The trial court held that New Jersey statutes governing adoption, termination of parental rights, and the prohibition of the payment of money in connection with adoption did not apply to surrogacy contracts. The trial court held the surrogacy contract valid and ordered specific performance of the contract. The trial court granted the husband sole custody of the child, severed parental rights of the surrogate, and granted adoption of the child by the wife.
On appeal, the New Jersey Supreme Court reversed. The Supreme Court invalidated the surrogacy contract, holding that it conflicted with the same laws the trial court found inapplicable. Furthermore, the Supreme Court held that the payment of money to a surrogate mother was illegal, contrary to public policy, and potentially degrading to women. While the Court granted custody to the father, it voided the mothers parental rights, and the wifes adoption of the child, and declared the surrogate to be the childs natural and legal mother. However, the Court stated that where a woman voluntarily and without payment agrees to act as a surrogate, provided she is not subject to a binding agreement to surrender her child, no New Jersey law is offended.
A few years later, a California Fourth District Court of Appeal ruled on the validity of traditional surrogacy contracts in California. First, the court distinguished traditional surrogacy from an earlier California Supreme Court case addressing gestational surrogacy. The court of appeal relied on the California Family Code requirement that consent for adoption be given in the presence of a licensed social worker. Because traditional surrogacy contracts necessarily are entered into before the child is born, they could not comply with the California Family Code provision. Consequently, traditional surrogacy contracts are invalid in California. Of course, a voluntary relinquishment of parental rights by the mother after the childs birth, in compliance with the Family Code, would be permitted because the elements of a statutory adoption would be satisfied.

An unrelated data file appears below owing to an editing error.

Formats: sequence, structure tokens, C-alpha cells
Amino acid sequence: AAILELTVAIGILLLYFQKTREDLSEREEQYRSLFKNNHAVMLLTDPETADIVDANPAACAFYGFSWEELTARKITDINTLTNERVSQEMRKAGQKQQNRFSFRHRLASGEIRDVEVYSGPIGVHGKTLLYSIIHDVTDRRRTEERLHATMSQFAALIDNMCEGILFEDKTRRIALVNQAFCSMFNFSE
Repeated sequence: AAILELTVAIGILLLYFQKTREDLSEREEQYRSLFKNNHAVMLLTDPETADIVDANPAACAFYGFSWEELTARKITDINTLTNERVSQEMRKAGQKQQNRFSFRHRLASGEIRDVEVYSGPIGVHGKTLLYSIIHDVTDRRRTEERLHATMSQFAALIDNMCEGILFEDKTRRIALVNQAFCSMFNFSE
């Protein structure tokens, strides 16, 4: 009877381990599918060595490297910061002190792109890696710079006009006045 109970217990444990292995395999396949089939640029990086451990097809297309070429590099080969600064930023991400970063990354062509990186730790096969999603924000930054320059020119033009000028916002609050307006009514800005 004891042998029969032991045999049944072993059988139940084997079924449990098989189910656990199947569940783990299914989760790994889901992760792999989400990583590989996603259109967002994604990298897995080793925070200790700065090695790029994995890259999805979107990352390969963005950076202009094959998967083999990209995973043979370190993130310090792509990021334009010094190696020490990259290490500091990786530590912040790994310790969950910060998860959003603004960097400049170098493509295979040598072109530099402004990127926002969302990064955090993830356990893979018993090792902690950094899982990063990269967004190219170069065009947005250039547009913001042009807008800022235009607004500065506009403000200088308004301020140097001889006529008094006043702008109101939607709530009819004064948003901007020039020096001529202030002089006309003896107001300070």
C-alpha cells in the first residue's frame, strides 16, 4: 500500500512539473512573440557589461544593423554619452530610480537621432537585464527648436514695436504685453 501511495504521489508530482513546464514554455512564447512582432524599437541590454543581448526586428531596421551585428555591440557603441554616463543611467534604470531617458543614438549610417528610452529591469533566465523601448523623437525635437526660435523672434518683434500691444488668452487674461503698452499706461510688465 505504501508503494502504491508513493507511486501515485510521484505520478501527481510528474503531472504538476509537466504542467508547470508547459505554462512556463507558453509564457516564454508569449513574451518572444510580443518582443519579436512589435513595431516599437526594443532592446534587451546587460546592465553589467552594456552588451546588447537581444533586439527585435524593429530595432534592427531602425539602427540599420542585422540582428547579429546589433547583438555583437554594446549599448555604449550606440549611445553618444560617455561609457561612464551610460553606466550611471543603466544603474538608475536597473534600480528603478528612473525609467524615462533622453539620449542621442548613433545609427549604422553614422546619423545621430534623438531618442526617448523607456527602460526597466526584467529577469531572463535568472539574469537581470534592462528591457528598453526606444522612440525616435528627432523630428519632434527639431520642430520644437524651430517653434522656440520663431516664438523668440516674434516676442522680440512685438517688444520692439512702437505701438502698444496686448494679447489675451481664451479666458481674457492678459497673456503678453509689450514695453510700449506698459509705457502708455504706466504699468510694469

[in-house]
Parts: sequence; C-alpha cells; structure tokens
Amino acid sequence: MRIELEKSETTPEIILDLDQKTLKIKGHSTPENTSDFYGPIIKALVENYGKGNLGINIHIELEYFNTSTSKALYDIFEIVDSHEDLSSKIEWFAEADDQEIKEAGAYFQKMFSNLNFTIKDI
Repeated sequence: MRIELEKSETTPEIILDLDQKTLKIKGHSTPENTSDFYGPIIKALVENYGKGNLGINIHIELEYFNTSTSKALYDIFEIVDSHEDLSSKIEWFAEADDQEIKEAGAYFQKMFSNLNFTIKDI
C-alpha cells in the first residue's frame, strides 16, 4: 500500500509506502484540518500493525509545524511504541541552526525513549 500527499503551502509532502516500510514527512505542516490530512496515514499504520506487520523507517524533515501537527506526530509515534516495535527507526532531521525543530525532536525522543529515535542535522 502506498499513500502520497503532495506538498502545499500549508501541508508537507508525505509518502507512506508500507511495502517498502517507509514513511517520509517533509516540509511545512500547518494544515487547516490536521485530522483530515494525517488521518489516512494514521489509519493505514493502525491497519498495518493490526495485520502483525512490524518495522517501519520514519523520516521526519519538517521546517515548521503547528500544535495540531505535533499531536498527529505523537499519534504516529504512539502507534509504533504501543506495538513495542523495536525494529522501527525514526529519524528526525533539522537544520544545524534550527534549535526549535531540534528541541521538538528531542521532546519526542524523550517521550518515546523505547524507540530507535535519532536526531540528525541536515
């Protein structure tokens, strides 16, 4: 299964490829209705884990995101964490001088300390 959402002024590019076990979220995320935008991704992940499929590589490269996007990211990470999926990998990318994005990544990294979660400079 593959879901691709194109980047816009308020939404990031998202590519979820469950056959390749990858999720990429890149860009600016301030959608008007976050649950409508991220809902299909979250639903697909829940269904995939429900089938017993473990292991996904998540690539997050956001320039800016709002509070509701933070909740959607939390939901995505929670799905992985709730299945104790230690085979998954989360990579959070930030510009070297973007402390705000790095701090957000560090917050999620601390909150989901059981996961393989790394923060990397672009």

The settled common law provides that traditional surrogacy contracts are invalid or unenforceable. Slight unsettling of the common law occurred in the 1998 Connecticut Supreme Court case of Jane Doe v. John Doe. The couples advertisement for a surrogate in their local newspaper resulted in a womans agreement to serve as their surrogate. Of consequence was the fact that the surrogate was also married and living with her husband at the time.
Not a couple to waste perfectly good medical insurance premiums, John frequently accompanied the surrogate to her pre-natal doctor visits where the surrogate assumed Janes identity, using Janes name and Janes social security number. Upon admission to the hospital for delivery, the surrogate identified herself as Jane and the birth certificate indicated Janes name as the mother. True to her bargain, the surrogate delivered the baby to John and Jane upon leaving the hospital, never to bother the couple again.
The apparently successful ruse terminated when Jane filed for divorce and requested custody of the now fourteen year old child. John countered with the uncontested fact that Jane was not the genetic mother and that Jane had never adopted the child. The trial court held that the child was not an issue of the marriage and thus it had no subject matter jurisdiction to determine the custody dispute between John and Jane.